The Edmonton Police Service has put forward its capital budget request to city council.
The police department is asking for $99.1 million for lifecycle equipment, vehicle and information technology.
Chief Dale McFee said it is crucial for EPS to get the additional funding to meet the city’s needs.
“We just want to make sure we progress and give the service our citizens need,” he said. “We need a reduction in crime, we need better services for social issues and we need to see these things not struggle.
“We base our decisions on community safety and public safety.”
The capital budget also includes an EPS request for about $9 million to install cameras in more than 400 police vehicles. Through a pilot project, 32 vehicles currently have them.
“In-car cameras aren’t just about capturing what’s happening at the time of having the video for a traffic stop or a pursuit,” said EPS’ chief innovation and technology officer Ron Anderson. “It can dramatically reduce the time that we are in court, because if somebody sees they are committing an offence, they are unlikely to fight it.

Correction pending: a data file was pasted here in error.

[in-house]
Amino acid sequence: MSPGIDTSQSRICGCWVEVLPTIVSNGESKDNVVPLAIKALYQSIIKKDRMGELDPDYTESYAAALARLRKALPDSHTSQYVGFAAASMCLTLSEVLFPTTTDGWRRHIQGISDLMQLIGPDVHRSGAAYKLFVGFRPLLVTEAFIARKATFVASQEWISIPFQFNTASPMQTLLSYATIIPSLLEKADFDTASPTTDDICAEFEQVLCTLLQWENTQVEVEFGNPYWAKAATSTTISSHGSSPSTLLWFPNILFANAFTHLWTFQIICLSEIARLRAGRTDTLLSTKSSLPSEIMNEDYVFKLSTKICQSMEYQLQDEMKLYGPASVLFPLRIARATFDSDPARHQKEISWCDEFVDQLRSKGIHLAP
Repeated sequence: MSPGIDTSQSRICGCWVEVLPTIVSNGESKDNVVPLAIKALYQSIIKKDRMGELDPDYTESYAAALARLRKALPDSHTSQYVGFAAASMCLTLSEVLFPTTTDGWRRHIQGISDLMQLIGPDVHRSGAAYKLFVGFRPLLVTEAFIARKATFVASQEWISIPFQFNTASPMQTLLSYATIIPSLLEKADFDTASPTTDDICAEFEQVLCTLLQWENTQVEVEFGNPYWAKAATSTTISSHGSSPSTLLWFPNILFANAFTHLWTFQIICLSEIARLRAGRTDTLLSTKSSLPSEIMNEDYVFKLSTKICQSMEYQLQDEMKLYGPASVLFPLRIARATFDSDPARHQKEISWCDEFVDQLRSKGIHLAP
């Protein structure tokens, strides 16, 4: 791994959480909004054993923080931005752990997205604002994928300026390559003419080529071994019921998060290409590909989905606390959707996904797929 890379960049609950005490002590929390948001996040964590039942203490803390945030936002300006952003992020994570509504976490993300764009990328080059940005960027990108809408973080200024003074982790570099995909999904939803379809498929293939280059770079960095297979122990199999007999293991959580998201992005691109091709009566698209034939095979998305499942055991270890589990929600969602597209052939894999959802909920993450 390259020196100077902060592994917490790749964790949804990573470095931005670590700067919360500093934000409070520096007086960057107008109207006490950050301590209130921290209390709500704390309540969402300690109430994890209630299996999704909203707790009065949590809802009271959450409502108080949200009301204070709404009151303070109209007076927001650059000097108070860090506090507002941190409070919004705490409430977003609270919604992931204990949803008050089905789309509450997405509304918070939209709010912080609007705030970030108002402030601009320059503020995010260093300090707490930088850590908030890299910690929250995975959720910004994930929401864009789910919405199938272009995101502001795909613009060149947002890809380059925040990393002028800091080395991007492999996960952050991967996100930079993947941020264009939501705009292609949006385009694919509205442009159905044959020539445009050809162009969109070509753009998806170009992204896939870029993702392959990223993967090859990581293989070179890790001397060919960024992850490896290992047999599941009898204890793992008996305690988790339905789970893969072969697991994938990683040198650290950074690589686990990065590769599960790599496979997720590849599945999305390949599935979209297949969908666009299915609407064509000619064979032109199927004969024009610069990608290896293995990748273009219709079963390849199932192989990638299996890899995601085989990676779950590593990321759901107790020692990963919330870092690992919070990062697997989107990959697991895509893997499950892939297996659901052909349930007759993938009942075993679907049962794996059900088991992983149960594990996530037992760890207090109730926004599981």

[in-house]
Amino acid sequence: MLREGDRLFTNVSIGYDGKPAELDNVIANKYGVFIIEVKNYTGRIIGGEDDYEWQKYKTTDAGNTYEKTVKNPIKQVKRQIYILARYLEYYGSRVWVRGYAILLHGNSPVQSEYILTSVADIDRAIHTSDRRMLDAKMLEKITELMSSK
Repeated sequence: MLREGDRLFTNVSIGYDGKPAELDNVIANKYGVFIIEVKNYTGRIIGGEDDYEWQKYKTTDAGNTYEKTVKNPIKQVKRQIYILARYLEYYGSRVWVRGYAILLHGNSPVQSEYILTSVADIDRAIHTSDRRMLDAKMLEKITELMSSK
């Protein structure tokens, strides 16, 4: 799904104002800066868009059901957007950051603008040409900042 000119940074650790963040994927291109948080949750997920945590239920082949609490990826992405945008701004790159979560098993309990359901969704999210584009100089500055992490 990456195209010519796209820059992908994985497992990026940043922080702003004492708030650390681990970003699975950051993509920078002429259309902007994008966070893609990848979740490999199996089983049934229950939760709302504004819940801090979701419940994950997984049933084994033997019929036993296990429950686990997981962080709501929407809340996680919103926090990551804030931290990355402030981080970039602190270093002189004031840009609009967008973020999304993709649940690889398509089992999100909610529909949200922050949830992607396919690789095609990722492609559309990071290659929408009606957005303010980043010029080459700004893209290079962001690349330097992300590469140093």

“There are also concerns from the public for when we do take somebody into custody, (that) we are treating them properly. The in-car cameras are also in the back seat of the car, so we have full continuity.”
This request is separate from the police operating budget that is already approved for 2023 at $418 million.
“The police budget combined is close to half-a-billon dollars,” Mayor Amarjeet Sohi said. “In my mind, that is a sufficient amount of money for (the) service to be allocating on priorities they feel are necessary to keep our communities safe.”
Sohi said the police budget has never decreased for the last 10 years.
“The police budget has increased by 60 per cent,” he said. “I have not seen any other city department increase by 60 per cent.
“It is my personal view that council has shown a strong commitment in the past — and now. We value the police service and the work they do.”
Sohi said even though council values the police service, there are many capital requests to consider.
“There’s only so much money to go around and every organization is going to make tough decisions on reallocating those resources — and police is no different,” Sohi said.